FIG. 2 is a side view showing the coaxial cable of the embodiment of FIG. 1.
FIG. 3 is a cross-sectional view showing a plurality of cables stranded together so as to form a composite coaxial cable.
FIG. 4 is a characteristic curve showing a comparison of the shielding characteristic of the present invention with that of a conventional coaxial cable.
In FIGS. 1 and 2, reference numeral 1 designates a conductor line in which soft copper wires and tinplated soft copper wires are stranded together. Reference number 2 designates an insulation layer which is provided by winding an insulating tape sufficient for insulating the high frequency wave used, and may include insulating tapes such as foamed polyethylene tape and foamed polytetrafluoroethylene tape. Reference numeral 3 designates a laterally wound shielding layer in which a plurality of soft copper wires and tin-plated soft copper wires are laterally wound by a predetermined pitch. Over the laterally wound shielding layer 3 is wound a metal depositing tape 4 in which a deposition layer 42 of electrically conductive metal such as copper or tin is deposited onto a plastic tape 41 such as polyester tape, and the deposition layer 42 is positioned radially inwardly so as to contact the laterally wound shielding layer 3. An outer cover layer 5 formed of plastic material tape is then wound over the metal depositing layer 4. The outer cover layer 5 may be made integral with the plastic tape 41 of the metal depositing tape 4 by heating and the like, as shown in FIG. 2.
A single core coaxial cable is shown in FIGS. 1 and 2; however, composite coaxial cables can also be used in accordance with the present invention by stranding together a plurality of the above coaxial cables A and forming a sheath layer of polyethylene and polyvinyl chloride over the stranded coaxial cables, as shown in FIG. 3.
The thickness of the metal deposition layer 42 of the meal depositing tape 4 must be at least 0.2 μm in order to obtain a sufficient shielding characteristic. More particularly, if the metal deposition layer 42 has a thickness of about 1 μm, a greatly improved shielding characteristic is attainable. Such a coaxial cable may used even if the number of conductive wires is reduced in such a manner as to provide about a 50% surface density. As a result, the cable weight can be reduced in accordance with this embodiment.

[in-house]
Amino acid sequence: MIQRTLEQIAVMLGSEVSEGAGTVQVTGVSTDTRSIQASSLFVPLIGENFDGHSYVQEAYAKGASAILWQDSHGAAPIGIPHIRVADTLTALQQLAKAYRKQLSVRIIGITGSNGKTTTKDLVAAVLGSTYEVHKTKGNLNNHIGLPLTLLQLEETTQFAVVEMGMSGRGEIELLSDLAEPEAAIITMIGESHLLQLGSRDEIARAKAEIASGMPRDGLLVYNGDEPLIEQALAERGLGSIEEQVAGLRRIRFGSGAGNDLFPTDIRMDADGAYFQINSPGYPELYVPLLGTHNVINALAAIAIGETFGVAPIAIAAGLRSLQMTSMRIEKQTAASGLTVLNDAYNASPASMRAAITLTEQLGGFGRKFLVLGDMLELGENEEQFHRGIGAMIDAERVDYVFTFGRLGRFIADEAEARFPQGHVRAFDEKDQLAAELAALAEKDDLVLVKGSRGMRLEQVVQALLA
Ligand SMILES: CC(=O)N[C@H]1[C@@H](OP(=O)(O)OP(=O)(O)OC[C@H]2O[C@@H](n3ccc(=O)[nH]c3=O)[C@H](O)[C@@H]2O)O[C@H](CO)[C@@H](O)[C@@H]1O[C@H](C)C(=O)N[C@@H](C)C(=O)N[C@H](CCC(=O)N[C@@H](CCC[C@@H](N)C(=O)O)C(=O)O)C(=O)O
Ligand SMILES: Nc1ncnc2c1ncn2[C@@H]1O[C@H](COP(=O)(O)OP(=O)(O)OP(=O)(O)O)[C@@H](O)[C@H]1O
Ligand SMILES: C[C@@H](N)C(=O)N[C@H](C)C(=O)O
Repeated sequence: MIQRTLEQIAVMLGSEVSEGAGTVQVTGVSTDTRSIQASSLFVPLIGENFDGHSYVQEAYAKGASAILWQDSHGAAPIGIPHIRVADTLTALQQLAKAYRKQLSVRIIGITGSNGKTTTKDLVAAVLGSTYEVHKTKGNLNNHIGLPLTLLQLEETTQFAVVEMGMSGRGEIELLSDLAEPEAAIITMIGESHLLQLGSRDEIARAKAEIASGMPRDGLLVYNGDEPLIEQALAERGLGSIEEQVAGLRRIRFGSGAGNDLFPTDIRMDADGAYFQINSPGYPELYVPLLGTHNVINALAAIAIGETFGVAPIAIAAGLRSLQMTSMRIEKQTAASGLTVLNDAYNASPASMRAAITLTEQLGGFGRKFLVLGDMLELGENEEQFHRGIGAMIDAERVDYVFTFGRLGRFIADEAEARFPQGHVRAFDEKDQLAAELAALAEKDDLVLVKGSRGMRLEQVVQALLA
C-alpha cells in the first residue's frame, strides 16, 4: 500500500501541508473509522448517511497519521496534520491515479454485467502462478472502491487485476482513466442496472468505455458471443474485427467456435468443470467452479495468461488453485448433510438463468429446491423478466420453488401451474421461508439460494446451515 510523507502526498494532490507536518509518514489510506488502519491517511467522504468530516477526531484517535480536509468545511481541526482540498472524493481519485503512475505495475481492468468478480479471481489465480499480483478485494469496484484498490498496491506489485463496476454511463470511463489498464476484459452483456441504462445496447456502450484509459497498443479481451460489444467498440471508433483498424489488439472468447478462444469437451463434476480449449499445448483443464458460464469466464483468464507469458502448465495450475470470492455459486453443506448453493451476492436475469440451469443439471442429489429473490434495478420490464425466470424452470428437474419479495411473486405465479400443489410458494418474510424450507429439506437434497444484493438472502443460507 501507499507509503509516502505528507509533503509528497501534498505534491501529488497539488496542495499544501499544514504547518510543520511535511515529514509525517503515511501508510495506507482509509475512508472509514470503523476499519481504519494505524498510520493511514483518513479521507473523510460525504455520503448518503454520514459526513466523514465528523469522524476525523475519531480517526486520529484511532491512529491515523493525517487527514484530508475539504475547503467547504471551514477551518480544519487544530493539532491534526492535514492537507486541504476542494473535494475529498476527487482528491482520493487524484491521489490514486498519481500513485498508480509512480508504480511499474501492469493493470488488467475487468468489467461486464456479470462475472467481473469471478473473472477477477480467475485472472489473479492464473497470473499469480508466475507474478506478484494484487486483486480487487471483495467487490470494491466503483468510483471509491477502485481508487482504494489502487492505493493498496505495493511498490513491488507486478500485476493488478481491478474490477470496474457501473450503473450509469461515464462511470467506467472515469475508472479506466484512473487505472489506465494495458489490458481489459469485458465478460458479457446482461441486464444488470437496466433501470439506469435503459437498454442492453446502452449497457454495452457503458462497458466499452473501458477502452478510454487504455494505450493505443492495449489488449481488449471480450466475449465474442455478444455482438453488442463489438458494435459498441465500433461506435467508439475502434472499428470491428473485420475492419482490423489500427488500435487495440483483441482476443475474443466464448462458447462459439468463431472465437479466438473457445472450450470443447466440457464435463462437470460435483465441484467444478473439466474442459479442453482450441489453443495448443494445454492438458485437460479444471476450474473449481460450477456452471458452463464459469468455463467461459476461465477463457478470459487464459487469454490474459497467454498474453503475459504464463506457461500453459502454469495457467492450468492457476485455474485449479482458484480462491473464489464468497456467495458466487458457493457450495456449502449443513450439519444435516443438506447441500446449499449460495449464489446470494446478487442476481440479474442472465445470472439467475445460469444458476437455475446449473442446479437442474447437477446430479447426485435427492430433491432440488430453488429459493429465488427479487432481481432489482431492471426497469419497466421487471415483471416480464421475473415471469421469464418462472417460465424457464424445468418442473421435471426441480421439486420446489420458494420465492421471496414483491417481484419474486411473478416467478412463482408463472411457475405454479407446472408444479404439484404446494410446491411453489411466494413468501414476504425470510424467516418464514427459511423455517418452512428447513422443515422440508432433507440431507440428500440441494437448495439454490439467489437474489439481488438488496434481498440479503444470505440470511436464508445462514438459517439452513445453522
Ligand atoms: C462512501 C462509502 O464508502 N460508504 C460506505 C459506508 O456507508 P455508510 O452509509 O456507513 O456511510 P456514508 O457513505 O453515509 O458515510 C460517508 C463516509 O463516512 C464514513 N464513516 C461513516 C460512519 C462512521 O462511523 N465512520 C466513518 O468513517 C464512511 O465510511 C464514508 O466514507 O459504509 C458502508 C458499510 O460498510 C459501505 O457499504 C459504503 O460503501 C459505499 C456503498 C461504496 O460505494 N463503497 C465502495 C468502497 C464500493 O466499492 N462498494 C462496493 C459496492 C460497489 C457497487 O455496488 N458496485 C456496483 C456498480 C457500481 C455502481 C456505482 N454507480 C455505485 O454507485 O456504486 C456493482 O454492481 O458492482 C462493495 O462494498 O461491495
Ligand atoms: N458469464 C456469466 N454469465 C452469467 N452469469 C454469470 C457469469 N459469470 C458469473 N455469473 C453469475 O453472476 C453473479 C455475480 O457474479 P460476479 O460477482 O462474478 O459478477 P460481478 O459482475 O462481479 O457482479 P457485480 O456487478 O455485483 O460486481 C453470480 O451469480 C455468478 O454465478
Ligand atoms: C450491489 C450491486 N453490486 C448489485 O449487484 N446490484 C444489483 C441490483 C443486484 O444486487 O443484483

Seven copper wires, each having a diameter of 0.04 mm, were stranded together to form the central conductor member 1, and an insulation layer 2 made of foamed polytetrafluoroethylene tape was wound over the conductor member 1 so that the resultant outer diameter became 0.37 mm. Then, twenty-six tin-plated soft copper wires 3, each having a diameter of 0.05 mm, were laterally wound about insulation layer 2 at a 9.5 mm pitch. Over the laterally wound layer 3, a copper deposited polyester tape according to the present invention was wound so that the metal deposited layer portion 42 having a metal deposition thickness of about 1 μm was radially inwardly positioned, and over the laterally wound layer, a conventional polyester tape 41 having a thickness of 6 μm and a width of 4 mm was wound. Two polyester tapes were overlapped with each other with a mutual displacement of about 1/3 of their respective areas. Comparative experiments were then conducted to determine the shielding characteristic.
For testing the shielding characteristic, two specimens, each having a length of 2.9 m, were stranded by a stranding pitch of 25 mm. Each of the stranded samples was terminate with 100 Ω resistance for measuring the value of crosstalk. The results of this test are shown in FIG. 4. As shown, particularly great improvement has been achieved at high frequency bandwidths over 4 MHz.
As described above, according to the coaxial cable of this invention, the shielding characteristic is greatly improved in comparison with the conventional coaxial cable having a laterally wound shield without any increase in outer diameter. Furthermore, the metal deposition layer of the present invention may be sufficiently bonded to the plastic tape by deposition so that the shielding characteristic may be maintained even under a severe bending condition of the cable. Accordingly, a multi-core assembly of coaxial cables in accordance with the present invention may be used in high density in an ultrasonic diagnostic device which requires sufficient shielding characteristics at high frequency bandwidths, and the resulting assembly may be compact and light in weight.